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Compare 1577 edition: 1 2 My lord (quoth the lord Hastings) on my life ne|uer doubt you: for while one man is there, which is neuer thense, neuer can there be thing once mooued, that should sound amisse toward me, but it should be in mine eares yer it were well out of their mouths. This ment he by Catesbie, which was of his neere secret councell, and whome he verie familiarlie vsed, and in his most weightie matters put no man in so speciall trust, reckoning himselfe to no man so liefe, sith he well wist there was no man so much to him beholden as was this Catesbie, which was a man well learned in the lawes of this land, and by the spe|ciall fauour of the lord chamberlaine,Catesbie and his conditi|ons described. in good authori|tie, and much rule bare in all the countie of Leice|ster, where the lord chamberlains power cheefelie laie.

Compare 1577 edition: 1 2 But suerlie great pitie was it, that he had not had either more truth, or lesse wit. For his dissimula|tion onelie kept all that mischéefe vp. In whome if the lord Hastings had not put so speciall trust, the lord Stanleie & he had departed with diuerse other lords, and broken all the danse, for manie ill signes that he saw, which he now construes all to the best. So suer|lie thought he, that there could be none harme to|ward him in that councell intended, where Catesbie was. And of truth the protector and the duke of Buc|kingham made verie good semblance vnto the lord Hastings, and kept him much in companie. And vn|doubtedlie the protector loued him well, and loth was to haue lost him, sauing for feare least his life should haue quailed their purpose.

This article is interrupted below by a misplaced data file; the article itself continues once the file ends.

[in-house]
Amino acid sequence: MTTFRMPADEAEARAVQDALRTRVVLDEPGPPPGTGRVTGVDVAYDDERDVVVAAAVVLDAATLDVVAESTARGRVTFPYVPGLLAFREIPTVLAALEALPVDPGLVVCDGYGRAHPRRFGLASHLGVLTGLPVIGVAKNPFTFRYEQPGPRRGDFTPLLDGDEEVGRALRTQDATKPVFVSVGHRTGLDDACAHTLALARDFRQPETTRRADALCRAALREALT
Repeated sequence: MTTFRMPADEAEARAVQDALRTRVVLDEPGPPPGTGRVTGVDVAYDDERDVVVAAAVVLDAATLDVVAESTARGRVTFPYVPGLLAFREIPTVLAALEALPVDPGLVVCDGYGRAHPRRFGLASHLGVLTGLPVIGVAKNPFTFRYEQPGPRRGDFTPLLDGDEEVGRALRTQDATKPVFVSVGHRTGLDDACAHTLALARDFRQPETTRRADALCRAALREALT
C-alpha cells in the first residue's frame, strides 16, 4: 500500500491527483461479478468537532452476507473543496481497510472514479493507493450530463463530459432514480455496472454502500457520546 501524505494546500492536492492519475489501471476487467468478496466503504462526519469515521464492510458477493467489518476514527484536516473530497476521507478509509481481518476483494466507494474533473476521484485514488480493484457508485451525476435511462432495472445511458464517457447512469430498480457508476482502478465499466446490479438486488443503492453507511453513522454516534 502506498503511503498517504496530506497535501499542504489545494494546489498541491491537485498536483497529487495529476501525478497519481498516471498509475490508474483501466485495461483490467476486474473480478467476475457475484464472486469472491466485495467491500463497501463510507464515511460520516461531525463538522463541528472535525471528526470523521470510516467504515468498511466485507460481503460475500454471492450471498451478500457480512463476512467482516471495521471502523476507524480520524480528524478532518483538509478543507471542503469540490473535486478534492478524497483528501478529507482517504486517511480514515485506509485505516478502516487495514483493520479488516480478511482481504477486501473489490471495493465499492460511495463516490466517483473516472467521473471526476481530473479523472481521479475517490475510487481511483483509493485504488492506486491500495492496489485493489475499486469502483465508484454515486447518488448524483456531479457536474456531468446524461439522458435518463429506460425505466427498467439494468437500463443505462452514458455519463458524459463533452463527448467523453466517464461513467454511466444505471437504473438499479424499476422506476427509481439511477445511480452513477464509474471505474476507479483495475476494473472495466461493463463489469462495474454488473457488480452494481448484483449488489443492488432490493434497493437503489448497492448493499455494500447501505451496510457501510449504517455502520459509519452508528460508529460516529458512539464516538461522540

Compare 1577 edition: 1 2 For which cause he mooued Catesbie to prooue with some words cast out a farre off, whether he could thinke it possible to win the lord Hastings vnto their part. But Catesbie, whether h [...] assaied him, or assaied him not, reported vnto them, that he found him so fast, and heard him speake so terrible words, that he durst no further breake. And of truth, the lord cham|berlaine of verie trust shewed vnto Catesbie the dis|trust that others began to haue in the matter. And therefore he, fearing least their motion might with the lord Hastings minish his credence, wherevnto onelie all the matter leaned, procured the protector hastilie to rid him. And much the rather, for that he trusted by his death to obteine much of the rule that the lord Hastings bare in his countrie: the onelie desire whereof was the allectiue that induced him to be partner, and one speciall contriuer of all this hor|rible treason.

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